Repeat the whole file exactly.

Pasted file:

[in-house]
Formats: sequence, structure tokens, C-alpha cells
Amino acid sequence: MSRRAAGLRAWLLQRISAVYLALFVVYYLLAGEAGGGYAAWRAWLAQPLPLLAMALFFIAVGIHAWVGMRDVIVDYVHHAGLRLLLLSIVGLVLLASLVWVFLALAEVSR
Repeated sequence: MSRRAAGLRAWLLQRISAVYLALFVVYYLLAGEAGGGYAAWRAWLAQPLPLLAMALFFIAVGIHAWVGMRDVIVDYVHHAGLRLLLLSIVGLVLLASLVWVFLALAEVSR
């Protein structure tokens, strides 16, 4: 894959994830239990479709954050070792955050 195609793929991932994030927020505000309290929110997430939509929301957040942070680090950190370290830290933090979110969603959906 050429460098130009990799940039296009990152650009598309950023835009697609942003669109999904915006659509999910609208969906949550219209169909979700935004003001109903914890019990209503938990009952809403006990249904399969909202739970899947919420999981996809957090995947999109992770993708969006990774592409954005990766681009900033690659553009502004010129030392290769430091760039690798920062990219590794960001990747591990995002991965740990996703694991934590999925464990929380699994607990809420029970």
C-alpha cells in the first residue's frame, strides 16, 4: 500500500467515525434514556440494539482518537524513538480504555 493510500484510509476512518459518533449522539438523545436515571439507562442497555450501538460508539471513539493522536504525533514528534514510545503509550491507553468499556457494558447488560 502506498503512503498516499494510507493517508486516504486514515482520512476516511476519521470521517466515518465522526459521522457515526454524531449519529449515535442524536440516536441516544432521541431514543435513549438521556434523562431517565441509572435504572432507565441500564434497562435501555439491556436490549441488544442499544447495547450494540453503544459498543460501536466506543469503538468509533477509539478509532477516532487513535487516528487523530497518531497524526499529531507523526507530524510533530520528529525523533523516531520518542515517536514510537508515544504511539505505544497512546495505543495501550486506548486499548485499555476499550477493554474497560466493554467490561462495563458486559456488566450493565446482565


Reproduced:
[in-house]
Formats: sequence, structure tokens, C-alpha cells
Amino acid sequence: MSRRAAGLRAWLLQRISAVYLALFVVYYLLAGEAGGGYAAWRAWLAQPLPLLAMALFFIAVGIHAWVGMRDVIVDYVHHAGLRLLLLSIVGLVLLASLVWVFLALAEVSR
Repeated sequence: MSRRAAGLRAWLLQRISAVYLALFVVYYLLAGEAGGGYAAWRAWLAQPLPLLAMALFFIAVGIHAWVGMRDVIVDYVHHAGLRLLLLSIVGLVLLASLVWVFLALAEVSR
């Protein structure tokens, strides 16, 4: 894959994830239990479709954050070792955050 195609793929991932994030927020505000309290929110997430939509929301957040942070680090950190370290830290933090979110969603959906 050429460098130009990799940039296009990152650009598309950023835009697609942003669109999904915006659509999910609208969906949550219209169909979700935004003001109903914890019990209503938990009952809403006990249904399969909202739970899947919420999981996809957090995947999109992770993708969006990774592409954005990766681009900033690659553009502004010129030392290769430091760039690798920062990219590794960001990747591990995002991965740990996703694991934590999925464990929380699994607990809420029970």
C-alpha cells in the first residue's frame, strides 16, 4: 500500500467515525434514556440494539482518537524513538480504555 493510500484510509476512518459518533449522539438523545436515571439507562442497555450501538460508539471513539493522536504525533514528534514510545503509550491507553468499556457494558447488560 502506498503512503498516499494510507493517508486516504486514515482520512476516511476519521470521517466515518465522526459521522457515526454524531449519529449515535442524536440516536441516544432521541431514543435513549438521556434523562431517565441509572435504572432507565441500564434497562435501555439491556436490549441488544442499544447495547450494540453503544459498543460501536466506543469503538468509533477509539478509532477516532487513535487516528487523530497518531497524526499529531507523526507530524510533530520528529525523533523516531520518542515517536514510537508515544504511539505505544497512546495505543495501550486506548486499548485499555476499550477493554474497560466493554467490561462495563458486559456488566450493565446482565